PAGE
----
James Nathanial Brown was born on February 17, 1936 on remote St. Simons Island, off the coast of Georgia. His father was a prizefighter and his mother a housewife. At age 7, he moved to live with his divorced mother on New York’s Long Island man hasset High School, where he played in five sports and earned 13 letters.
Brown received athletic scholarships from 42 schools and chose Syracuse University. There, he was a sensation on the football field and also excelled on the track and field, basketball, and lacrosse teams (he was inducted into the National Lacrosse Hall of Fame in 1984, 13 years after reaching the Pro Football Hall of Fame.) .
Brown scored six touchdowns and kicked seven extra points in his last regular season game at Syracuse and was named a unanimous All-America. He finished fifth in the Heisman Trophy voting and was selected sixth overall in the NFL Draft by the Browns.
In his ninth game as a pro, Brown broke the NFL record when he rushed for 237 yards against the Rams en route to being named Rookie of the Year. In 1964, he propelled the Browns to the NFL championship, Cleveland’s last in a major sport until LeBron James and the Cavaliers won the NBA crown in 2016.
Brown made his acting debut before the 1964 NFL season as a calvary soldier in the Western Rio Conchos. “Believe me, the action that thrills you on both the gridiron and the screen demands hard work and precise timing,” he said in a promotional piece for the 1964 Fox movie. “Here Richard Boone and I blow a wagonload gunpowder for the Apache native Americans.”
‘Have you ever been to a Negro theater where a movie is playing, with a Negro in it? Well, you just feel the thrill of that audience, which is making this guy do something right, something they’re going to be a little proud of, “Brown told Alex Haley in February 1968 Playboy interview. “That’s why I feel so good that niggers are finally starting to play roles that other niggers, watching, will be proud of, react to, identify with, and really feel, instead of getting crushed by some Uncle Tom fooling themselves on screen.”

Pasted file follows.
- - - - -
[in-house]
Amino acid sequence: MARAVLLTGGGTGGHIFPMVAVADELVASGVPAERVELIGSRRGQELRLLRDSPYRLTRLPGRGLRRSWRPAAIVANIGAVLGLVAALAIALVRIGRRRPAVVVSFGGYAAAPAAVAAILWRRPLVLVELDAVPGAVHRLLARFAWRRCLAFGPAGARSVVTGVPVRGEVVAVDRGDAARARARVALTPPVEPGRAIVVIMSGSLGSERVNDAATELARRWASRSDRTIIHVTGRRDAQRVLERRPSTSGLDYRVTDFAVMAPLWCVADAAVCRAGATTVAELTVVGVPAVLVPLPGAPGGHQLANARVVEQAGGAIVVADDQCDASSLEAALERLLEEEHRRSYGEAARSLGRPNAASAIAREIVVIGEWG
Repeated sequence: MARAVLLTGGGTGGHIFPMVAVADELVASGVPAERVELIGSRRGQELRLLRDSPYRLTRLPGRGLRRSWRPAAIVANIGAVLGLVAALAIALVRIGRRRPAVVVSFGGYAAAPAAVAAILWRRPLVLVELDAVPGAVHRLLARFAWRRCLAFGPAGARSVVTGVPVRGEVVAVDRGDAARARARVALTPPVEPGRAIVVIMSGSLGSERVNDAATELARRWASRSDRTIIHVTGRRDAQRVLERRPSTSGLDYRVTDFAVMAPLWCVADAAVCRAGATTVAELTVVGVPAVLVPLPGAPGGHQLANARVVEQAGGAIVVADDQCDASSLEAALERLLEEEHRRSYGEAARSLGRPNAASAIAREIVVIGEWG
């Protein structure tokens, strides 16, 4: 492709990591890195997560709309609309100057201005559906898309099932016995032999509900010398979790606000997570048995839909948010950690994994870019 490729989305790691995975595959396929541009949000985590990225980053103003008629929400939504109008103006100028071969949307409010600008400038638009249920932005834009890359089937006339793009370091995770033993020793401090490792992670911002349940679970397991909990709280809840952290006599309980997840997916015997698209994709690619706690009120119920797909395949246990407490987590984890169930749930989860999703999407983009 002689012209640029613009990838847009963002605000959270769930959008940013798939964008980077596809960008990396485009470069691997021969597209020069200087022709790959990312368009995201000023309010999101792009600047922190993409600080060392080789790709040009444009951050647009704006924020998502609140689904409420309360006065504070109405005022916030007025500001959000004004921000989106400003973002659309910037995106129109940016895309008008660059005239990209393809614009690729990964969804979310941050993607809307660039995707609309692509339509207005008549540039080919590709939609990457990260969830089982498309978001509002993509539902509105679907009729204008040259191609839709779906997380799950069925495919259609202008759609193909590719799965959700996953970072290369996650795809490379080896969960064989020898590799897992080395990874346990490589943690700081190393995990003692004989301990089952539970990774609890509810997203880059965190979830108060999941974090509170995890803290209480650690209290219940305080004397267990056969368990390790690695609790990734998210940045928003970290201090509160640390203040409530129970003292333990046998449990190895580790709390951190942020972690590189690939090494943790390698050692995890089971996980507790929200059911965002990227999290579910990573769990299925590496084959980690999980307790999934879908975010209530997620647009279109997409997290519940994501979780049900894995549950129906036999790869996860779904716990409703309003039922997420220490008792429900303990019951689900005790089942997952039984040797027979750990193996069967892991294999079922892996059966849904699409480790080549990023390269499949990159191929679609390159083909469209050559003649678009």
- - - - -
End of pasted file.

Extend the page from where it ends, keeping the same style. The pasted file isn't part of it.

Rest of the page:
Brown said one of his reasons for leaving the NFL was a desire “to have a hand in the fight that is happening in our country”. He organized the National Negro Industrial and Economic Union, and on June 4, 1967, participated in a press conference in Cleveland to support boxer Muhammad Ali’s refusal to be endorsed for service. In a now famous photo he can be seen with Bill Russell of the Boston Celtics, Lew Alcindor (now Kareem Abdul Jabbar) from UCLA and NFL stars like Bobby Mitchell and Willie Davis.
“I’ve dealt with race since I was born,” Brown said in the Football life documentary. “In my inner self, my strength was unyielding when it came to accepting that bs, racial discrimination. I wouldn’t make anyone feel like I wasn’t top notch. That was a battle that raged and I could use a lot of that on the pitch.”
Brown had some run-ins with the law and was accused of violence against women on several occasions. In his 1989 memoir Outside the bordershe admitted to beating women, but wrote, “I don’t think a man should be beating anyone” and that he “should have been more in control of myself, stronger, more mature.”
In 1988, Brown founded the American program, working with gang members to empower them to “take charge of their lives and reach their full potential”. He drafted the organization’s handbook, which he said combined the self-determination of Malcolm X, the capitalism of Ronald Reagan, and the recovery plan of Alcoholics Anonymous.
Duaan Byrge contributed to this report.